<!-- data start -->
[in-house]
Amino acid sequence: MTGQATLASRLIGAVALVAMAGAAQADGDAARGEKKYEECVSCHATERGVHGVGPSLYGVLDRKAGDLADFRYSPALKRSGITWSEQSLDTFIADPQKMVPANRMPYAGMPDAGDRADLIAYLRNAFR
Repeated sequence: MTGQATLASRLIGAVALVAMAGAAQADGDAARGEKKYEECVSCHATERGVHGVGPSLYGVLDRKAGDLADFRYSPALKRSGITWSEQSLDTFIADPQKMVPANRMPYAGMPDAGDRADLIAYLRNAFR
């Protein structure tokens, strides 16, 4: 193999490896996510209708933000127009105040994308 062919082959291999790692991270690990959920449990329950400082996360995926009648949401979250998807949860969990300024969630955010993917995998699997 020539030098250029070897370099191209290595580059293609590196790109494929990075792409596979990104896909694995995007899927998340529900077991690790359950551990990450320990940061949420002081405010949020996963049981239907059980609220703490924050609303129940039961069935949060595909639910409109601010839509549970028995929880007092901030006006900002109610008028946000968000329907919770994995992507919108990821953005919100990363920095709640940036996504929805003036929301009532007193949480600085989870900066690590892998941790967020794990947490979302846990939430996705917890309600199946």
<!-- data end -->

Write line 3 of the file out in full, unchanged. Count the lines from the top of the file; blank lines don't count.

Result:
Repeated sequence: MTGQATLASRLIGAVALVAMAGAAQADGDAARGEKKYEECVSCHATERGVHGVGPSLYGVLDRKAGDLADFRYSPALKRSGITWSEQSLDTFIADPQKMVPANRMPYAGMPDAGDRADLIAYLRNAFR